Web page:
The exploratory and exciting typefaces of Out of the Dark
- Lucy Bourton
- 22 May 2017
The varied and thoughtful typefaces of Out of the Dark is thanks to the design work of Philipp Herrman. The designer’s approach to designing fonts is steeped in historical context, fresh ideas, and playful experimentation. The result is a group of typefaces that are full of excitement when used, and look like a lot of fun to make.
One of Out of the Dark’s typefaces, Blitz Script, particularly caught our eye with its scripted lettering, sitting between ice cream parlour graphics and hip hop album covers. “It is a slick, non-kitsch take on American monoline script typefaces,” says Philipp. Inspired by Roger Excoffons “ingenious typeface,” Mistral due to being “one of the very few connected script typefaces where capitals do not connect with small letters – without losing it’s coherence and smoothness”. The typeface is best displayed in large sizes, designers Philipp and Massimiliano Audretsch wanted to create a font that would work at smaller point sizes too, “designed and optimised for sizes down to 6pt,” they explain. The layout feature included with the typeface, Contextual Alternates, “provides smooth connections between otherwise non-connecting glyphs where necessary. For a nicer rhythm and better legibility, and as a reference to neon certain small letter combinations are purposefully designed as non-connecting pairs.”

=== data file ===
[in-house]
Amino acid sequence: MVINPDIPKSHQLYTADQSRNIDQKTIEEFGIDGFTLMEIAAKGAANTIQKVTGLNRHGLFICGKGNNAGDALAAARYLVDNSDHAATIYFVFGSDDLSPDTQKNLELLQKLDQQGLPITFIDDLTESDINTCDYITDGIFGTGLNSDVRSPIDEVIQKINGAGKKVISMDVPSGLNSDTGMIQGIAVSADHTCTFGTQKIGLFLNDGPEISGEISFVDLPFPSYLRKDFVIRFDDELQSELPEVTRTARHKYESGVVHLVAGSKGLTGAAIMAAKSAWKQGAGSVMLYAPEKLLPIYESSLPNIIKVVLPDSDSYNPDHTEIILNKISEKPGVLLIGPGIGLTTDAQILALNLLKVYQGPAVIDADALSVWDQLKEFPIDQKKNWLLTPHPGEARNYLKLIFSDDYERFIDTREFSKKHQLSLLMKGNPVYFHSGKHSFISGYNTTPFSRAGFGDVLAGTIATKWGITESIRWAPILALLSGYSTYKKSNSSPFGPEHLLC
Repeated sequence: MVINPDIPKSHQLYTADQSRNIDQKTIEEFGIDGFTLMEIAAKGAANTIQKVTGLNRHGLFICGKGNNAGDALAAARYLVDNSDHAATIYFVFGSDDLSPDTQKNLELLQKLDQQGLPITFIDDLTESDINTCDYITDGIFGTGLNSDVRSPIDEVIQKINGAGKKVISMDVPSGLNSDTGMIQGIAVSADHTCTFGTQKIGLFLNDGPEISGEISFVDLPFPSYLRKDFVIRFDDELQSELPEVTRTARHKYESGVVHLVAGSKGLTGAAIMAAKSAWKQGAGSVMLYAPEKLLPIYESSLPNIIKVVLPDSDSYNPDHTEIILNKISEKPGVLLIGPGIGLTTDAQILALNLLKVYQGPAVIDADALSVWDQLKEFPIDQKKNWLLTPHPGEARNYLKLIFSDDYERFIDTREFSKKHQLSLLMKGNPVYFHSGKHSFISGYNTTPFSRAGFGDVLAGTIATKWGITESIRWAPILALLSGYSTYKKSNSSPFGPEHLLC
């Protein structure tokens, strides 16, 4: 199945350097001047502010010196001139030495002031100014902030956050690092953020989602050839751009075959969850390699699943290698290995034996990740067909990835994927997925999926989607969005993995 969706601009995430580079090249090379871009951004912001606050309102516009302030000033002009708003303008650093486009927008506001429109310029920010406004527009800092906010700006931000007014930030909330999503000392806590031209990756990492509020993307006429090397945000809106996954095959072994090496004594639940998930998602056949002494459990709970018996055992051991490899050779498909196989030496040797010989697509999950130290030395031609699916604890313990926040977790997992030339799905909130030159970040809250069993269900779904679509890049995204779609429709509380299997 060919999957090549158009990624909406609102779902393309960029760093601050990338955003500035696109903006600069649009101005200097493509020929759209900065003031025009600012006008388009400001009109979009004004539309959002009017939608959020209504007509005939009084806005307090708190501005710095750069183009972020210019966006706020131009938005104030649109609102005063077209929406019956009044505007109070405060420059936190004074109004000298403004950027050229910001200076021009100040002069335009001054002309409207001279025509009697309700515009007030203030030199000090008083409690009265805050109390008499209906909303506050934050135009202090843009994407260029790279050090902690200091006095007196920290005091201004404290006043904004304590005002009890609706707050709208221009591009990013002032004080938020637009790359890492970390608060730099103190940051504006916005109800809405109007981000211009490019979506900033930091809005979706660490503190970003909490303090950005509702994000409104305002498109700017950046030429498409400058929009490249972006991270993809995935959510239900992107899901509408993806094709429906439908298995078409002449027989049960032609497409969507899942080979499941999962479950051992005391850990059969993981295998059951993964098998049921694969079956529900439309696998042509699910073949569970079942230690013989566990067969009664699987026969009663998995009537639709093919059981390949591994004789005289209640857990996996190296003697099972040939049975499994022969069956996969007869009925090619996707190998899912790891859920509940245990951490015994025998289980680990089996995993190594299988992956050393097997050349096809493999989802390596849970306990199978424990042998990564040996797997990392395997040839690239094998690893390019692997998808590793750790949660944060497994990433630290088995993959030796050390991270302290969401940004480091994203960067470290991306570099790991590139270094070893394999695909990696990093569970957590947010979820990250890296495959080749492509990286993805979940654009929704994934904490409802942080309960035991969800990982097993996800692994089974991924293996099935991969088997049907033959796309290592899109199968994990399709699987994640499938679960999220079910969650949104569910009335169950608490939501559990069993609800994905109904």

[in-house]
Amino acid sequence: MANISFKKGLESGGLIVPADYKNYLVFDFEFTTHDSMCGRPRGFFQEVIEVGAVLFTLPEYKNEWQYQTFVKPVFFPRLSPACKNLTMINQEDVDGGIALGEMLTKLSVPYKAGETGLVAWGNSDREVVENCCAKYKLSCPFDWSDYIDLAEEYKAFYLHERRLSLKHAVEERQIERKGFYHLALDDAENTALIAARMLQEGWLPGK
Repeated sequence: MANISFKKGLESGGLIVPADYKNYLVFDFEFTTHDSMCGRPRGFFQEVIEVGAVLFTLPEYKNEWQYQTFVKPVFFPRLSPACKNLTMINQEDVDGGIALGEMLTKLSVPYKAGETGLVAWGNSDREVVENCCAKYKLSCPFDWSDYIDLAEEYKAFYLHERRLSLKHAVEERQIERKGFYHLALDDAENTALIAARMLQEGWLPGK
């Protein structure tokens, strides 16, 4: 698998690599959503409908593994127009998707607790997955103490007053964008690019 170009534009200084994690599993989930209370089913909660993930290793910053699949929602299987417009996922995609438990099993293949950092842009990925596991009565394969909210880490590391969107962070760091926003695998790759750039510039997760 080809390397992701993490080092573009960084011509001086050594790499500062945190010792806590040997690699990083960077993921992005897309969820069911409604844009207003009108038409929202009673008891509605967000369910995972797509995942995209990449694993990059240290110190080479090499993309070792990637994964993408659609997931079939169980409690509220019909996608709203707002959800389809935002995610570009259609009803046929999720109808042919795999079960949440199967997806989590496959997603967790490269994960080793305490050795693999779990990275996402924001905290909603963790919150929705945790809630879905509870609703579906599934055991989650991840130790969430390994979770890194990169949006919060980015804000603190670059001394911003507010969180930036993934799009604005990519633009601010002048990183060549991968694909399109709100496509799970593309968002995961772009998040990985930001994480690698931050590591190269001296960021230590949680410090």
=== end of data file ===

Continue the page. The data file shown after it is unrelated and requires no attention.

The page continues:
Another more geometric typeface from the foundry includes Gza, drawing “inspiration from French old style typeface Devinne by Gustav Schroeder from 1893”. A font of swift and sharp shaping, “Gza’s strong colour, apertures, stroke contrast and proportions are designed to excel as a body typeface in small sizes,” explains Philipp. The typeface exemplifies triangle serifs and pointing shapes, a “clash of two formal principles provides distinct character and makes it perfectly suitable for headlines too”. Actually designed back in 2013, the typeface family has been extended to include regular and bold widths, and “a razor sharp display weight,” in 2017.
Outside of designing his own typefaces, Philipp spends time teaching others to do so too. During his studies and interning, the designer found that “type design made the impression to be a quiet artistic exercise,” he tells It’s Nice That. “The approach was always the same: drawing letters from scratch with brush and black colour, or with pencil.” The designers approach to engaging students with typography is more exploratory. “I try to teach type design in a very experimental way, with a strong connection of tool and form. Whether it is a broad nib pen or a drilling machine. Possibilities are endless, which also means all typefaces haven’t even been drawn yet.”
About the Author
Lucy (she/her) joined It’s Nice That as a staff writer in July 2016 after graduating from Chelsea College of Art. In January 2019 she was made deputy editor and in November 2021, became a senior editor predominantly working on It’s Nice That's partnerships. Feel free to get in contact with Lucy about creative projects for the site or potential partnerships.